A U.S. official confirmed to Reuters that a U.S. strike last Friday killed Abu Ali al-Harithi, a midlevel al Qaeda operative, which followed last month's attempted strike against Anwar al-Awlaki, the leader of al Qaeda in the Arabian Peninsula.
Citing U.S. officials, the Times said a U.S. campaign using armed drones and fighter jets had accelerated in recent weeks as U.S. officials see the strikes as one of the few options to contain al Qaeda in the Arabian Peninsula.
Environmentalists have been quietly grumbling about the Obama administration for months. Now one of the country's most prominent conservationists — former Interior Secretary Bruce Babbitt — is retaking the public stage to scold President Obama.
Bruce Babbitt left the limelight 10 years ago after spending eight years as former President Clinton's interior secretary. But Babbitt says he couldn't stay quiet after Obama signed a deal with Congress that traded away environmental protections. The pact ejected gray wolves from the endangered species list, blocked approval of some new fisheries programs and squelched a policy to protect special landscapes.
All residents near an expanding wildfire near Fairbanks have fled, making way for firefighters to combat the blaze, officials said on Wednesday.
Residents heeded an advisory issued this week recommending that people evacuate until the 17,624-acre Hastings Fire is better controlled, a state fire information officer said.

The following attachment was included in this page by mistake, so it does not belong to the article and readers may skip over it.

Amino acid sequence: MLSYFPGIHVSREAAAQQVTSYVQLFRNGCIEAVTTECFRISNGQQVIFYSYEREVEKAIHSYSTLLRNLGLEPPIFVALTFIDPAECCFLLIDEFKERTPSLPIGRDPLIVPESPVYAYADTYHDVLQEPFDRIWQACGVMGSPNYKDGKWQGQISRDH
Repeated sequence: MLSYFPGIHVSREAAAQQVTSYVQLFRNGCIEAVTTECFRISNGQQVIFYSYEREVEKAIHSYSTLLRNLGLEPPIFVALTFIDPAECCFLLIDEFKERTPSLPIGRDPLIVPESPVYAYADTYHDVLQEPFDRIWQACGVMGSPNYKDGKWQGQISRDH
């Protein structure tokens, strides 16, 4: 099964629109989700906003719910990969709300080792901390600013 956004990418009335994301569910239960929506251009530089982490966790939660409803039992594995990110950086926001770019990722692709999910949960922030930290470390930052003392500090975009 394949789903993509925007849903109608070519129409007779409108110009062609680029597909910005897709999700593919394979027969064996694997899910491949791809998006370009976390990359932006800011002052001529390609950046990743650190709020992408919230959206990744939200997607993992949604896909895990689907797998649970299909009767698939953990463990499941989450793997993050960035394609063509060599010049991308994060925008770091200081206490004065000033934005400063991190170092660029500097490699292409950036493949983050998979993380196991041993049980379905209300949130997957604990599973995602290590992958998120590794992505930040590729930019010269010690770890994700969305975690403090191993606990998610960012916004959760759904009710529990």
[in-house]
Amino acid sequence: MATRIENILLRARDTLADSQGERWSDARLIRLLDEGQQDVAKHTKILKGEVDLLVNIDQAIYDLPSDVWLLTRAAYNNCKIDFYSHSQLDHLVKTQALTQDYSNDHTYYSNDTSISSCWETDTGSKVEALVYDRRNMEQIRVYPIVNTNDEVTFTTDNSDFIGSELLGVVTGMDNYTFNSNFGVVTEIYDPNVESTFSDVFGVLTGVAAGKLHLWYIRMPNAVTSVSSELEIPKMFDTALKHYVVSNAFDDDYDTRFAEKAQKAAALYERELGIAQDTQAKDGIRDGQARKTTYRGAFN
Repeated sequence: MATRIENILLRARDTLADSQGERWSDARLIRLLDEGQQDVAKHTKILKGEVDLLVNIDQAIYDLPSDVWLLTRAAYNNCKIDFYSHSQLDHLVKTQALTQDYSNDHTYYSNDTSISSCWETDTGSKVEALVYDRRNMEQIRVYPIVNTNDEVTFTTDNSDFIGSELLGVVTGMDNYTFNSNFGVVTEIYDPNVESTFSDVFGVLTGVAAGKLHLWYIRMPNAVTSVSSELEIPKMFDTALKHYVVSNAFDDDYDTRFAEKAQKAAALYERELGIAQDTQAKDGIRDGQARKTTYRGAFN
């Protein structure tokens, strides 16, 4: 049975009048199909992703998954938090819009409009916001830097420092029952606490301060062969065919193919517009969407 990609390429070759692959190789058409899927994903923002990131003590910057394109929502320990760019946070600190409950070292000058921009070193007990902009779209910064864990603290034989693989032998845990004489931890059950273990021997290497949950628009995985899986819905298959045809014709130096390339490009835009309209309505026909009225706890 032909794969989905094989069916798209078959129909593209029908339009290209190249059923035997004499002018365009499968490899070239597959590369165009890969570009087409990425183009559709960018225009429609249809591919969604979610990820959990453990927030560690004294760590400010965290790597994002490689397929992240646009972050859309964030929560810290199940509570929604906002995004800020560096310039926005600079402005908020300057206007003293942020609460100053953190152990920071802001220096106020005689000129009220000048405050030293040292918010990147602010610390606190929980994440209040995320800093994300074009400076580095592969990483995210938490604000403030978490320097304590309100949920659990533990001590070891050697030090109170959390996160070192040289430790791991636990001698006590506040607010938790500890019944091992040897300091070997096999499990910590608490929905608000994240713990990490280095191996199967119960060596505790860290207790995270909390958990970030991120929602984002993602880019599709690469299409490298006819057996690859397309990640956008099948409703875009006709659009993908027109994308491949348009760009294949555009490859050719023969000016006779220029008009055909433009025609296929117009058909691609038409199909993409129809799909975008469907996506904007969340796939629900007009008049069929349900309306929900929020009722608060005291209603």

As of late Tuesday, "everybody had left," said Tacy Skinner, a spokeswoman for the wildfire incident command.
She said no one had been ordered to evacuate.
The mother of Orlando Zapata Tamayo, a political prisoner who died last year after a prolonged hunger strike, says she will continue to fight for democracy in Cuba after she emigrates to the United States on Thursday.
Reina Luisa Tamayo and 12 relatives will land in Miami as political refugees, taking the ashes of Zapata with them.
"This whole process have been very painful," she said as the extended family walked out of the U.S. diplomatic mission in Havana on Wednesday. "I have here with me the ashes of a martyr for democracy, the peaceful warrior Orlando Zapata Tamayo."
Republican lawmakers are "playing with fire" by contemplating even a brief debt default as a means to force deeper government spending cuts, an adviser to China's central bank said on Wednesday.
The idea of a technical default -- essentially delaying interest payments for a few days -- has gained backing from a growing number of mainstream Republicans who see it as a price worth paying if it forces the White House to slash spending, Reuters reported on Tuesday.
But any form of default could destabilize the global economy and sour already tense relations with big U.S. creditors such as China, government officials and investors warn.
An 18-year-old has been arrested and accused of hacking into websites of the U.S. government and the international crime fighting agency Interpol, Greek police said Wednesday.
The two-year manhunt ended with the help of authorities in France and the United States, officials said. The investigation will examine whether the suspect had links to militants.
In a raid on the suspect's house in greater Athens on Monday, police seized computers, flares, shotgun cartridges, a homemade incendiary device, 130 fake credit cards, and €7,850 ($11,500) and $300 (€205) in cash hidden in a hollowed-out book, police said in a statement.